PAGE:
LENNY LAMB HOOD

 

Hoods on carriers can be ingenious or annoying. This one is, mostly ingenious.  It is very long but can be neatly adjusted with a fine nylon drawstring on either side, so you can tighten and ensure it actually stays on baby’s head. It does mean you have some wayward nylon loops floating about. These can be (a) mindlessly stretched out with your thumbs like a pair of braces as you walk along but also (b) get caught in the buckles if you’re in a rush.

They do, however, make it easier to pull up the hood over baby’s head when they’re on your back. They can then be held in place by looping them around the two small plastic clips sown onto the shoulders.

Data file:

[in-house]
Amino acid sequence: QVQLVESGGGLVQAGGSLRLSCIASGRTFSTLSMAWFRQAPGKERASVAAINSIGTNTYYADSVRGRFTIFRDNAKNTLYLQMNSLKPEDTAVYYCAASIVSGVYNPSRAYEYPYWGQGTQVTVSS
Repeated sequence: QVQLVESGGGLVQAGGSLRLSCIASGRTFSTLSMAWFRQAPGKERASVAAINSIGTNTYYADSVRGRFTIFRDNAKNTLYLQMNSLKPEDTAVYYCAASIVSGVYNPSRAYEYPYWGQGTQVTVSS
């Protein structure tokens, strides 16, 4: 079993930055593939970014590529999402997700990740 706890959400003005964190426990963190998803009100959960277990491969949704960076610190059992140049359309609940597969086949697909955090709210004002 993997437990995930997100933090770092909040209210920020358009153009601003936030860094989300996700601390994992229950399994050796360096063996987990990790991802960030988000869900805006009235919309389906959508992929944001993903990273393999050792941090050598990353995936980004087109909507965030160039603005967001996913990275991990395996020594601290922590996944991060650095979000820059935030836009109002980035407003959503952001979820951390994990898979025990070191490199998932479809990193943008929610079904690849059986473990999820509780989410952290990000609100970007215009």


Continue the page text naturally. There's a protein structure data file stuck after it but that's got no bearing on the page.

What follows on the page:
CONTOURED PANEL

 

The panel is highly contoured at the base and sides, and there are no seat darts (see the picture below). This seems to be one of the biggest adaptations from the first generation carrier. This means you can settle baby’s bum into a very deep seat, keeping their hips and legs in an optimum ‘M’ position, and the sides won’t gape open either.

The panel is slightly narrower and shorter than other newborn-to-toddler carriers. It’s likely to fit smaller babies well, I’d say from around 3-5 months. With a lower weight limit of 6kg, it’s not suitable for newborns and there is no newborn insert available.

Though the weight limit is 20kg for this carrier, you may find bigger or longer-legged babies (12months+) stop sitting knee to knee in this carrier before they hit this number. But if it’s still comfy and supportive for you both, you don’t have to stop using it. If you then decide to upgrade then Lenny Lamb also makes a generously sized toddler version.